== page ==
Manchester, N.H. — An anonymous billionaire shook up a paint-peelingly boring GOP primary race in New Hampshire today when he or she announced plans to release millions of dollars in Citizens-United-approved slush money to the campaign of the candidate who most aggressively takes up the fight to stop climate change.
Scarcely before the press conference had ended, GOP candidates scrambled to capture the climate spotlight. Presumptive nominee and Stone Phillips lookalike (if you squint) Mitt Romney backpedaled with tepid enthusiasm to previous positions in support of climate change. Analysts noted that the frontrunner had the least to lose.
“Look, I have no problem giving the pink slip to climate change,” he said. “I like to be able to fire the climate that provides the weather around me. People, too.”
Romney made no mention of praise from Al Gore for his previous climate-fighting stance, but some trailing candidates attempted to trot out allies from greener periods in their political history. Newt Gingrich invited Nancy Pelosi to join him via video conference for a live reenactment of their “We” campaign video from 2008. Pelosi declined, but “the show must go on,” said Gingrich. Pelosi was instead played by a handsomely compensated Jessica Walter. (An insider reports Gingrich spent remaining angel-investor campaign funds to fly the original couch from D.C. to New Hampshire.)
In front of a packed audience at the Chubb Theater in Concord, N.H., Gingrich launched into a spirited reenactment. After, Gingrich donned pith helmet and magnifying glass, inviting the audience to join him outside as he led them through a “paleontological journey of wonder” while searching for signs of climate change in the Earth’s crust.
Texas governor and electoral caboose Rick Perry took a break from shooting rats with Alton, N.H.’s Boy Scout troop #473 to issue a raft of cryptically misinformed and off-message campaign promises that began with a spittle-strewn rant about “drilling the sun and fracking the wind” and ended in a vow to “go commando” in preparation for a warming climate.
“It’s what I did during crippling fires that surrounded my capitol … so it’s the least I can do for the country. That’s how we do in Texas,” he told a wide-eyed crowd of reporters and Scout leaders as they backed slowly away toward a bank of waiting Dodge Caravans.
Of the candidates, only surge-drunk former Pennsylvania congressman Rick Santorum rejected the money out of hand, maintaining his theory that global warming was a radical leftist religious plot and that he was “this close” to calling Dan Brown. Radiating confidence from his razor-thin second-place finish in Iowa, he ignored most climate questions while picking at the mysterious symbols on a fist-sized ruby ring he allegedly “borrowed” from Pope Benedict XVI.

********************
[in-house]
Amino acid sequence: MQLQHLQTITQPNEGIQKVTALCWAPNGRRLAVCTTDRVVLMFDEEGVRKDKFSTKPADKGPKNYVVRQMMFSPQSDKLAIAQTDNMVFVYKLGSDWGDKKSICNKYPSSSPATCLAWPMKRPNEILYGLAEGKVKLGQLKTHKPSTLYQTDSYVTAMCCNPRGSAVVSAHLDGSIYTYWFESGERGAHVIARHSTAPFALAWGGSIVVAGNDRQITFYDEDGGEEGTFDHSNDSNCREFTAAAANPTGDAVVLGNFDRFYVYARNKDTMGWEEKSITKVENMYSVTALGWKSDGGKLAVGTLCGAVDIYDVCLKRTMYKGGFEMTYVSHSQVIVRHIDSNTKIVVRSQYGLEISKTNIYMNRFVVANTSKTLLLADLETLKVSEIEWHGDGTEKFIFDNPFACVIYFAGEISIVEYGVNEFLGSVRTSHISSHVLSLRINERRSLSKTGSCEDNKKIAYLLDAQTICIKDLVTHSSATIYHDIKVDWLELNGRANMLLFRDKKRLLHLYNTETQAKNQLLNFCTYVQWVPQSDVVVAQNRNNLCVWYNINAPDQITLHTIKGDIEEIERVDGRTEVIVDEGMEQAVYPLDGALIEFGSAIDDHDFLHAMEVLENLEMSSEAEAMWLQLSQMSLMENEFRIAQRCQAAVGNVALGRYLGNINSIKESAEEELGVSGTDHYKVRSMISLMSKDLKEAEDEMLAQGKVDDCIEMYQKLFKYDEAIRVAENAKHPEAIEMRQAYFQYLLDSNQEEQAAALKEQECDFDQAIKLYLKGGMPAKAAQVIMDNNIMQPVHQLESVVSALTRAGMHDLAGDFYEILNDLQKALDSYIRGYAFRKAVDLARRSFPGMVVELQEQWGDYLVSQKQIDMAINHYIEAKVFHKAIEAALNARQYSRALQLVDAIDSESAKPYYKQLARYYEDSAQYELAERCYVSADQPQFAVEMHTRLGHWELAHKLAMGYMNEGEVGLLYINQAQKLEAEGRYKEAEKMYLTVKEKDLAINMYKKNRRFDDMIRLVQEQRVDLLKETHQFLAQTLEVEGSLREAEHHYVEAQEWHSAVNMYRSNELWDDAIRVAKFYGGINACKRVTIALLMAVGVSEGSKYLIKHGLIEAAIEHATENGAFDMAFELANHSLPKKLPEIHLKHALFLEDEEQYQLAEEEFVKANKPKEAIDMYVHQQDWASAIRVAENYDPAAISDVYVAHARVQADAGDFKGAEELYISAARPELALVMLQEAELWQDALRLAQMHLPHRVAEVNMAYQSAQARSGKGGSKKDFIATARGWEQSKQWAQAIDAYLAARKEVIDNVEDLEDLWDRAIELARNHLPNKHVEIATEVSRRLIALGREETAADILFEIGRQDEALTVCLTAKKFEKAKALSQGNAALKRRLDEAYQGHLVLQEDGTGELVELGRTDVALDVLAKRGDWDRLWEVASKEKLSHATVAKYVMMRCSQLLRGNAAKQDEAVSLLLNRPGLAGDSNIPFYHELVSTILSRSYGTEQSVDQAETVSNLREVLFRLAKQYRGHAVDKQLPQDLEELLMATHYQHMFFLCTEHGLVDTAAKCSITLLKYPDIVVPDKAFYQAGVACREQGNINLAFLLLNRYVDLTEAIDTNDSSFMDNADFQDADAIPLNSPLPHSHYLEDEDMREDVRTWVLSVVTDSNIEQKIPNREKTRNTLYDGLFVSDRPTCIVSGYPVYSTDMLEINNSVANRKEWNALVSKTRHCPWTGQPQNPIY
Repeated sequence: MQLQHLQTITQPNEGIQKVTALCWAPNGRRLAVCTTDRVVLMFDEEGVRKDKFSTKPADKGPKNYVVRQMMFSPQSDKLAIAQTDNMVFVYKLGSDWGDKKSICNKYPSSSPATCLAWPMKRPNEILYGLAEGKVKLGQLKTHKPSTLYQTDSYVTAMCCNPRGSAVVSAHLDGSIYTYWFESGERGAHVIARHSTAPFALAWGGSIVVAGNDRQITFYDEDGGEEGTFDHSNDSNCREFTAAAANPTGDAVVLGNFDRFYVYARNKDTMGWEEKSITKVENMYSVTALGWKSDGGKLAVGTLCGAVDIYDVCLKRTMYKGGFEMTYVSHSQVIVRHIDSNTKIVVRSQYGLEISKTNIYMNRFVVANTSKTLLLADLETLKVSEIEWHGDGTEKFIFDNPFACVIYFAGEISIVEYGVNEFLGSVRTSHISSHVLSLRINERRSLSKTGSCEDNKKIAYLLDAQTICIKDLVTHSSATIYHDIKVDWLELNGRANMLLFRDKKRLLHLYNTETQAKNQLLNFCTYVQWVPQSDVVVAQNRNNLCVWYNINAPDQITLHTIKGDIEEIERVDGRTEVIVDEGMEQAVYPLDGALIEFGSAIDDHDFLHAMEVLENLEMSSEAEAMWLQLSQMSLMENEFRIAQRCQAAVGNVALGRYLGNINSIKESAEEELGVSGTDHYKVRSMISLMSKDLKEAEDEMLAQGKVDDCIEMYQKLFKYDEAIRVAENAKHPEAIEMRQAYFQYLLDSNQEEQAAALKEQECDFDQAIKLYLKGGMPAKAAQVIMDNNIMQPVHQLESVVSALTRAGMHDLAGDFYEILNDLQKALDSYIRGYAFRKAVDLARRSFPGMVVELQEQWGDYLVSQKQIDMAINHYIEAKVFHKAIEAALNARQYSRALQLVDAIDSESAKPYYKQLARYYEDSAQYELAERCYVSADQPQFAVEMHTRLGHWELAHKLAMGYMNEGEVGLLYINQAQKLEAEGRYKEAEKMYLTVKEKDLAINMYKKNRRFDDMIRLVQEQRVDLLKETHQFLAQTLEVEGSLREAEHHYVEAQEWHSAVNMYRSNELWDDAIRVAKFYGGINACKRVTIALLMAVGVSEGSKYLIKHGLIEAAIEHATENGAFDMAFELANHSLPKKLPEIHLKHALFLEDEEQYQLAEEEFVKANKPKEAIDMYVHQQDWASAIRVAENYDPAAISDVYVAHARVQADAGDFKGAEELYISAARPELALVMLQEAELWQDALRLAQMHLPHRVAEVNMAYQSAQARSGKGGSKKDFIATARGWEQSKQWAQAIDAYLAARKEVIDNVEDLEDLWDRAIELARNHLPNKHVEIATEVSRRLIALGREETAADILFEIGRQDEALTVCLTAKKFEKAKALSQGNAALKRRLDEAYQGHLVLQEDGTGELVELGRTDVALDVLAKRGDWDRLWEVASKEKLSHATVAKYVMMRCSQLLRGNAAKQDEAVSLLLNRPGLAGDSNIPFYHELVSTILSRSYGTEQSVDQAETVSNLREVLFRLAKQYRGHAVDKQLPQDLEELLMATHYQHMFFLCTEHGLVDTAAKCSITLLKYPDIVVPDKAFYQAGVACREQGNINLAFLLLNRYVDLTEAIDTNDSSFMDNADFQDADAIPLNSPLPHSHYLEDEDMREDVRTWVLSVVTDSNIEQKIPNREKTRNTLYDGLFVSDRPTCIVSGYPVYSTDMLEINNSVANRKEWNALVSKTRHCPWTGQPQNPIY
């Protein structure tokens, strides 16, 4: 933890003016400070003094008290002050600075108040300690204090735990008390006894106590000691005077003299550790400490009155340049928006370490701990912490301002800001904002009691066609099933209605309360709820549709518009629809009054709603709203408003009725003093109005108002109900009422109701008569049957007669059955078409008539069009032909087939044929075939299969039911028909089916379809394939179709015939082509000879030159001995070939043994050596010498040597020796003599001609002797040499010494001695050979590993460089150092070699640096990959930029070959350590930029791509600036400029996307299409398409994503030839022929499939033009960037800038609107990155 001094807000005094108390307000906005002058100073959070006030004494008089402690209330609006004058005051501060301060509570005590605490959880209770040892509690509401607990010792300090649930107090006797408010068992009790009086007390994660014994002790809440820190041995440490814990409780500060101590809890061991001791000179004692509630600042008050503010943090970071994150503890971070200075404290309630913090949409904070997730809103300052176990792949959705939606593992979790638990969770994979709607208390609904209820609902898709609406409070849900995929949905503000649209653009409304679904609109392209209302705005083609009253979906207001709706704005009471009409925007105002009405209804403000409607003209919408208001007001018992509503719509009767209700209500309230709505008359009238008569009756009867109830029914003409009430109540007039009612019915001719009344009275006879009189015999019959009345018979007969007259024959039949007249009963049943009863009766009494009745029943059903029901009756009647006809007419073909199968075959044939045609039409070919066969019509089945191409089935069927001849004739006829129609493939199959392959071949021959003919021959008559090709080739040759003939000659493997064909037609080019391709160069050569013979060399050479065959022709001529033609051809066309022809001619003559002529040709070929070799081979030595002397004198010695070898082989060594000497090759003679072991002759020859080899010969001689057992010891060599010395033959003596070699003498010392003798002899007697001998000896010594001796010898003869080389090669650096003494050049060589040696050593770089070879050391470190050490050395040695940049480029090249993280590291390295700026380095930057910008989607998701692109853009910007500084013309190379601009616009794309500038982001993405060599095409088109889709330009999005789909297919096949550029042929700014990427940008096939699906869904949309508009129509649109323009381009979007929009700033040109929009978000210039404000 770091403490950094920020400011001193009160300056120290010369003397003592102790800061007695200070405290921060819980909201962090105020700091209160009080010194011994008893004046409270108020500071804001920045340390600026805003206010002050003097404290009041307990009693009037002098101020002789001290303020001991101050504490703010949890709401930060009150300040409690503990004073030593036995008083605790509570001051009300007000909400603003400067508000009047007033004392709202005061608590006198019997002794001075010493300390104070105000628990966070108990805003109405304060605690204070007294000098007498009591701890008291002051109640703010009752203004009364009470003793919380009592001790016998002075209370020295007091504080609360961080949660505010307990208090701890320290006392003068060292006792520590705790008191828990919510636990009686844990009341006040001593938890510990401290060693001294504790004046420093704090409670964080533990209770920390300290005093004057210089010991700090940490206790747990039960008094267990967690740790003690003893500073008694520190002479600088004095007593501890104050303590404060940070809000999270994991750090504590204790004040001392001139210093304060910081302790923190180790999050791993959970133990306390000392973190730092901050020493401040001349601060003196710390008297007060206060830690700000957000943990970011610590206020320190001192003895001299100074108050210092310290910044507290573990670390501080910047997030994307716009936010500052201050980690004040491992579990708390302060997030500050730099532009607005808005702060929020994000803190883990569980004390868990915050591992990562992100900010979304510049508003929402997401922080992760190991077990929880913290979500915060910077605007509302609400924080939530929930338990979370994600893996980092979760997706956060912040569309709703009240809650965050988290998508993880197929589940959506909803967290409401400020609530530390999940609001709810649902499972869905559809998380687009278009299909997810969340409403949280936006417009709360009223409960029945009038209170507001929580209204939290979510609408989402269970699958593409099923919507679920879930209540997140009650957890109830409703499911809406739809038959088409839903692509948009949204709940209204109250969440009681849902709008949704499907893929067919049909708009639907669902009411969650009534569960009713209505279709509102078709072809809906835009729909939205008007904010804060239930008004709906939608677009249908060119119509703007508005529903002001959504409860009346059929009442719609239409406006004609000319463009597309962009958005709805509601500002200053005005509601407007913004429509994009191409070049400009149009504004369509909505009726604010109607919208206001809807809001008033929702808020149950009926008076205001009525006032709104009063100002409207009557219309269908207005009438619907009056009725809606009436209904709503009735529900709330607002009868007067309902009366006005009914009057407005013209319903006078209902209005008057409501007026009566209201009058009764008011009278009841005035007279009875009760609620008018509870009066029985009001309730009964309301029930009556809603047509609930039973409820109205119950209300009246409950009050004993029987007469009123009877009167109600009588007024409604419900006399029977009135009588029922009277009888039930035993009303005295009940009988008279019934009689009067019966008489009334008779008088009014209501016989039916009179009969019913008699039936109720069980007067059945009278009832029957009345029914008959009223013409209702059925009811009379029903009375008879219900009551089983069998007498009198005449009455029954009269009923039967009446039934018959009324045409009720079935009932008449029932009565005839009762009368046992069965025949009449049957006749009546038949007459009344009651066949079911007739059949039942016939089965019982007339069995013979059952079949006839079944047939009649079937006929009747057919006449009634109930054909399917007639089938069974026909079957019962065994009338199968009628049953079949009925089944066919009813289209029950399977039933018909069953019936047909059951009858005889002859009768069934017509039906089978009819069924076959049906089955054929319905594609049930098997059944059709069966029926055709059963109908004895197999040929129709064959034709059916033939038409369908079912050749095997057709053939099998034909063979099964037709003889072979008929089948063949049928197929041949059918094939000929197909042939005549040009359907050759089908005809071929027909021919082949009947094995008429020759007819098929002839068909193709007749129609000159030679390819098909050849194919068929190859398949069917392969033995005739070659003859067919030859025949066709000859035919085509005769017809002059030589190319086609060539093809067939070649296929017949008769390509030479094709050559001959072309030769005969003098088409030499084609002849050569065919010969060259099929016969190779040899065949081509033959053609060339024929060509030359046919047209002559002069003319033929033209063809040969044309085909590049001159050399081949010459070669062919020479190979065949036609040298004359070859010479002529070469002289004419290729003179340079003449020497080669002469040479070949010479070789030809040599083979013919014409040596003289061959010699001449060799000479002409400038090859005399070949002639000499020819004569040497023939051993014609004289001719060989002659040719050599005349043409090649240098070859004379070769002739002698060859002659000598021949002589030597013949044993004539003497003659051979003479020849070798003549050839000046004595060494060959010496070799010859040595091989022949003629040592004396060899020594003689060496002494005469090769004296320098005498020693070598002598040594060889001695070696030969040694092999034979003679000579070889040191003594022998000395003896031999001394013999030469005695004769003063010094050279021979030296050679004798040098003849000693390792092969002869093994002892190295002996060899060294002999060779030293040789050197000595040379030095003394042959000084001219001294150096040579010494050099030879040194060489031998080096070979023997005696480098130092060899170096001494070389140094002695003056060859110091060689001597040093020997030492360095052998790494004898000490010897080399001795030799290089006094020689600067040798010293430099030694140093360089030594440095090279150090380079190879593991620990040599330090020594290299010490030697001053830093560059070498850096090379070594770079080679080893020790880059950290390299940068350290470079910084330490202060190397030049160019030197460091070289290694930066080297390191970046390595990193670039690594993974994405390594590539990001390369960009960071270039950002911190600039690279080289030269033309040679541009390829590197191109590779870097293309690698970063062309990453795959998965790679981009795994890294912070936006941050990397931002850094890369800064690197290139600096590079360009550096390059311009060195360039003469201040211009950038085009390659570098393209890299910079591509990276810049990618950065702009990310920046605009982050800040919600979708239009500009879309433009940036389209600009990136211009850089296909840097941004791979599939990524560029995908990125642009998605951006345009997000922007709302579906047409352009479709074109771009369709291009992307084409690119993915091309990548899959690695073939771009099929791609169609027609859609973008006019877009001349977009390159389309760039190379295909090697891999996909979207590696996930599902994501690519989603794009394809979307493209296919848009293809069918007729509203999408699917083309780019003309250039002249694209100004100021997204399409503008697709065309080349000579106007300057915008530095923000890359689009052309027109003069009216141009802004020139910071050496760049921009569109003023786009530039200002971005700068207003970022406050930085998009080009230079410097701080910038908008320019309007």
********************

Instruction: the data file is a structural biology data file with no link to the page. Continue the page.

On the margins of the race, strategies took a turn for the bizarre. In an attempt to continue capitalizing on his surprising youth popularity, Ron Paul chose to remain mum on his denier-leaning views and instead chose to curry favor by hosting a concert featuring the Minneapolis rap group Atmosphere.
“I’m not sure about all this warming, but I do know one thing that’s hot: This rap, yo,” he said while feebly ‘raising the roof.’ He noted that he’d be open to scoring future campaign commercials with Atmosphere tracks “Makeshift Patriot” and “Americareful.” Nearby, a dreadlocked former Occupier wearing one-piece jumpsuit/ravewear had to be evacuated for what paramedics later diagnosed as “excessive swooning.”
Jon Huntsman, a former climate leader in the Republican field whose star diminished when he backpedaled to match his competition, sought to recapture climate-crowd attention in the manner in which he first gained it: with a flurry of simple Tweets.
“To be clear. I did this first. Like, for realsies. With the climate thing. They’re copycats. No fair!”
“To be clear. My squishy hedge I said was like a joke. Ha ha ha! Amirite, guys? Guys?”
“To be clear. I believe in evolution and trust scientists on global warming. Call me crazy. Again. Please. Anybody?”
Late in the day, when no clear winner had emerged, a spokesperson for the clandestine Richie Rich remarked that they planned to open the competition to all political parties. President Obama took to the Rose Garden late in the day to address the developments.
“Hey, uh — that pipeline thing,” he said. “That’s gotta count for something, right?”